Before giving birth to my son, I had visions of holding him in my arms, his little fist wrapped around my finger, gazing down at him in adoration and loving every moment… HA! Little did I know, my first few weeks nursing were among the most challenging of my life. I had taken a breastfeeding class, I had read The Womanly Art of Breastfeeding from front to cover, and I thought I was well prepared for this new experience. Well – I was prepared, but there are still things I wish I had known.
Here are 10 things I wished I knew before starting to breastfeed my baby.
- It hurts a lot. I don’t want to scare you – you, pregnant mama-to-be reading this, but for me, breastfeeding was far more painful than childbirth. Experts say nursing shouldn’t hurt – a proper latch is painless – and they are not wrong. But achieving this proper latch doesn’t come easily to every baby or every mom. The first two weeks were filled with absolutely toe-curling pain every time I nursed. My midwives tried their best to teach me, and I consulted a lactation consultant: they were helpful and gave me great tips, but nothing would change the fact that my little 6 pound 10 onces baby had a tiny, dainty mouth, and for him a “wide open mouth” wasn’t quite “wide enough”. Looking back, I think the reason childbirth seemed less painful to me than breastfeeding was that I was mentally prepared for the pain of childbirth, but didn’t quite expect breastfeeding to be so painful. So remember: it hurts at first- be ready.
- The mental stress can be tremendous: I was induced at 39 weeks for high blood pressure (though I wasn’t preeclamptic) because my son had essentially stopped growing. He was born in the 10th percentile, just one ounce over the minimum required by the hospital to be clear of any prolonged tests. Needless to say, he had to gain weight – fast. Since in the first few days, babies lose a bit of their weight, my midwives encouraged me to nurse my son every two hours, and force him to drink. I was so worried – because I wasn’t feeding him with a bottle, I wasn’t sure how much he was taking in, and wet diapers were encouraging but didn’t completely put my mind at ease. For the first two weeks, my mind was constantly moving. In the end, he had gained two pounds those first two weeks (apparently I made cream instead of milk!), but I remember the worry vividly. If I had to do it over, I would have invested in a digital scale to worry less.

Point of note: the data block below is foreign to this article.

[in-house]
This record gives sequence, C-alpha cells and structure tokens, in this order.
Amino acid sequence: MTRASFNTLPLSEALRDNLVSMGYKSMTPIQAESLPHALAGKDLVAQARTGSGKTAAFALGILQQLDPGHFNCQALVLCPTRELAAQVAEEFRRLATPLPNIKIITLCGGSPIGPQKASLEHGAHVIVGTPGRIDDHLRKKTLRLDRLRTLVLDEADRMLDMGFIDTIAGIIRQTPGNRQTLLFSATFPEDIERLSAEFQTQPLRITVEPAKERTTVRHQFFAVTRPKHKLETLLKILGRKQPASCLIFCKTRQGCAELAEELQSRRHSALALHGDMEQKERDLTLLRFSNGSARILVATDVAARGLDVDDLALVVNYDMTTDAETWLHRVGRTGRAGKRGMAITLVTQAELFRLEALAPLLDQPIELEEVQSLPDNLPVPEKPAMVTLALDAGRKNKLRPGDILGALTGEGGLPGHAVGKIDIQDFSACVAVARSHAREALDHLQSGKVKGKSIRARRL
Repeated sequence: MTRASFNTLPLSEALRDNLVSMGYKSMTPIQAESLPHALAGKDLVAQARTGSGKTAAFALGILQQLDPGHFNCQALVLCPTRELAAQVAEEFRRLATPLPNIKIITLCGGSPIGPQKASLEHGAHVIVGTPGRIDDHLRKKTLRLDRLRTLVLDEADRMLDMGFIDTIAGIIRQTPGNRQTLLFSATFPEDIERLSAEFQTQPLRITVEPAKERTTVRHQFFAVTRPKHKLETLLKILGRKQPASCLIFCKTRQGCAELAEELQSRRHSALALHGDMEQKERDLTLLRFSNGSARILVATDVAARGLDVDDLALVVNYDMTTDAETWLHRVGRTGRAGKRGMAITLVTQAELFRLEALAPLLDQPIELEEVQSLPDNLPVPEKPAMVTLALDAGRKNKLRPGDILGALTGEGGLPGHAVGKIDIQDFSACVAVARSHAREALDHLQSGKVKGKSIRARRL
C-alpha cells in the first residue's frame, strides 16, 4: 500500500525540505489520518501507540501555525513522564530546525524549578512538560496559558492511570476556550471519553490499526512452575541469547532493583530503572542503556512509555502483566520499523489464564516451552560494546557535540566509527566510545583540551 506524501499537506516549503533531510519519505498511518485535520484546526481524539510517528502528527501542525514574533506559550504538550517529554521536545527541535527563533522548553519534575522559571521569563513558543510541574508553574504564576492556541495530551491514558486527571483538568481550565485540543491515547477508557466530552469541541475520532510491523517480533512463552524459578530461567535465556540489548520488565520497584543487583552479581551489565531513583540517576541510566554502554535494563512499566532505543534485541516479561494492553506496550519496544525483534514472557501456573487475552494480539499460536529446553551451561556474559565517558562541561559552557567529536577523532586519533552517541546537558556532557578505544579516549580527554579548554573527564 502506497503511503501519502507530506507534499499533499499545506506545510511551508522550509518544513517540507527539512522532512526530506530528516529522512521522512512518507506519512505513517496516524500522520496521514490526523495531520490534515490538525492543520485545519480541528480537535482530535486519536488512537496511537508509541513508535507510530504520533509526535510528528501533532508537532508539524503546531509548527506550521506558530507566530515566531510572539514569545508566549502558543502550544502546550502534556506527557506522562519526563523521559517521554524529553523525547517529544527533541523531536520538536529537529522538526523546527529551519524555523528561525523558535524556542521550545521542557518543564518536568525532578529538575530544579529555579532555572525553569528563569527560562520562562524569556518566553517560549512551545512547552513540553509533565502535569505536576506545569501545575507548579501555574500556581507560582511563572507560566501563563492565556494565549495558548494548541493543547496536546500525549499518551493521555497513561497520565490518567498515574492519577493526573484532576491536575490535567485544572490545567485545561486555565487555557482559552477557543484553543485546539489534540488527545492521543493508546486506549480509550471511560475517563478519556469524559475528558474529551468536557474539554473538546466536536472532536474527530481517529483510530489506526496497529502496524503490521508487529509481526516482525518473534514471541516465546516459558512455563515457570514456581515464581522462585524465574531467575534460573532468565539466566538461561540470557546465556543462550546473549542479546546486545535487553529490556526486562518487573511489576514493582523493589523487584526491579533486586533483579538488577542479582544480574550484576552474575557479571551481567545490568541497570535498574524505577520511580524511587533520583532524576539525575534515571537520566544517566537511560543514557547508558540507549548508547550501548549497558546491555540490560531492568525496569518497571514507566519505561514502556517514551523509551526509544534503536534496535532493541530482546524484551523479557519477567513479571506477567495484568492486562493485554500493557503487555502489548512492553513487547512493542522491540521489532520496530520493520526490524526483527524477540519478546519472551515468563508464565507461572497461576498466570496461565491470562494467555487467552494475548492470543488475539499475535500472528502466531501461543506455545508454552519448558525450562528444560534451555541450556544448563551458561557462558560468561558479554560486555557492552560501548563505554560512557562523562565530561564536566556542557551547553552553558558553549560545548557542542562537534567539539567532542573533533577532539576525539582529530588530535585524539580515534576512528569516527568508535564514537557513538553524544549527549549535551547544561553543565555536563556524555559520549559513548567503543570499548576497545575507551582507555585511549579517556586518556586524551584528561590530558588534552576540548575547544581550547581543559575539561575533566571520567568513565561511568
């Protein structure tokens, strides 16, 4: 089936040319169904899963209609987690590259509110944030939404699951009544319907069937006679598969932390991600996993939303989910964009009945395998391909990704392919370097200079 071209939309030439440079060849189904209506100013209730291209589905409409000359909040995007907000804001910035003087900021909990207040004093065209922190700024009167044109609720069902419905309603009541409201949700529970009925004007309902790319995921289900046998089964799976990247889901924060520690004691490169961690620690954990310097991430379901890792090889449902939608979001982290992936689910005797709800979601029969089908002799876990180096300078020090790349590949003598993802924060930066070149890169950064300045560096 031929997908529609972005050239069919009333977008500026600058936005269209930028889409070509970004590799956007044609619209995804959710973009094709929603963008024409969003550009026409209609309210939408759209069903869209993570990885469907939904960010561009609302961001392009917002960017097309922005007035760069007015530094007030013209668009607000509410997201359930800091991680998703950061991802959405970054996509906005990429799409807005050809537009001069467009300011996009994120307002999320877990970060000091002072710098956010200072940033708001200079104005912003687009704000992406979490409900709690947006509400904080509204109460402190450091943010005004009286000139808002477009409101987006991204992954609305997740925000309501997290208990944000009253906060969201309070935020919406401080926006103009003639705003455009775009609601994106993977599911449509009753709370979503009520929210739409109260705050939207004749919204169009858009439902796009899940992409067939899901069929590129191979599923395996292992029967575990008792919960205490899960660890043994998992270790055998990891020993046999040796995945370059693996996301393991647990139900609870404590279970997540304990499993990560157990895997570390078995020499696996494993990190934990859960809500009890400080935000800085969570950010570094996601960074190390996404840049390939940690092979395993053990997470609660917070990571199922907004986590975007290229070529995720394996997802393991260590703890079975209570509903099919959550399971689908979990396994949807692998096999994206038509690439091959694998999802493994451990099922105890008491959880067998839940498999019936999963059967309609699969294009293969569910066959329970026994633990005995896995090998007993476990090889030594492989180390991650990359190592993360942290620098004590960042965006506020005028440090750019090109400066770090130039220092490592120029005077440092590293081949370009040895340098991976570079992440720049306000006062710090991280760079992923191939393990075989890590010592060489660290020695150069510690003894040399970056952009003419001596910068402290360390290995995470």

- Invest in nursing tanks and a good robe: For the first few weeks, I lived in my nursing tanks and robe. It was the most comfortable way to deal with my huge, hard breasts – I could stuff the tanks with breast pads and cabbage leaves, they were easily accessible for my son, and I was able to cover up quickly if someone was stopping by to say hello. I bought a couple of tanks from Bravado! and I absolutely loved them – they were flattering for the postpartum body, and offered a nice neckline. I still wear them with a long cardigan a lot of the time! As for my robe, I bought a nice cotton one that was machine washable – a must, as you will most definitely need to wash it eventually.
- Your breasts might leak for months: I knew that in the first few days after your milk comes in, your breasts might leak a bit of milk. A bit is an understatement: in my case, for months after giving birth, anytime I would bend forward to dry off after a shower, I would leave a trail of milk drops on the bathroom floor. I stuffed my nursing bras with breast pads for the first 4 months, and still sleep with them at night now since my son sometimes sleeps through the night. Here’s a tip: I initially tried two brands of disposable breast pads, but found that they irritated my already-sensitive nipples, so I replaced them with bamboo nursing pads. They were among my best postpartum purchases!
- Laid-back breastfeeding is a Godsend: As you may have guessed from the information above, I struggled with breastfeeding, in part because I had an oversupply, a quick letdown and a strong milk flow. My son was spitting up more than the average baby, and would moan the entire time he was nursing. After a while, I decided to give laid-back breastfeeding a try: I laid down on my back, with my son on me (belly to belly) and let him drink. Almost instantly, the pain I was experiencing diminished, my son’s spit-up improved, and the entire ordeal was a lot less messy: I used gravity to my advantage instead! Even if that might not be your situation, laid back breastfeeding allowed me to relax my whole body, and feel closer to the breastfeeding-goddess I thought I would be. Fun fact: my son is 10 months old, and still nurses this way 99% of the time!
- It’s worth it: A fed baby is the best kind of baby, let’s make that clear. I was ready to supplement with Formula if I had needed to. That said, nursing really is very special – once you get through the hard part of baby and mama learning how to do it, it’s magical. Guaranteed cuddles, convenient, free, sweet, and another way in which the woman’s body is amazing. Even though it was difficult getting started, and I wanted to quit more than once, it was 100% worth it for us. So – if you want to quit, know that in most cases, it gets better. SO much better.
Well there you have it! The 6 things I wish I’d known about breastfeeding. I hope this was helpful, and if so, please pin it or share it!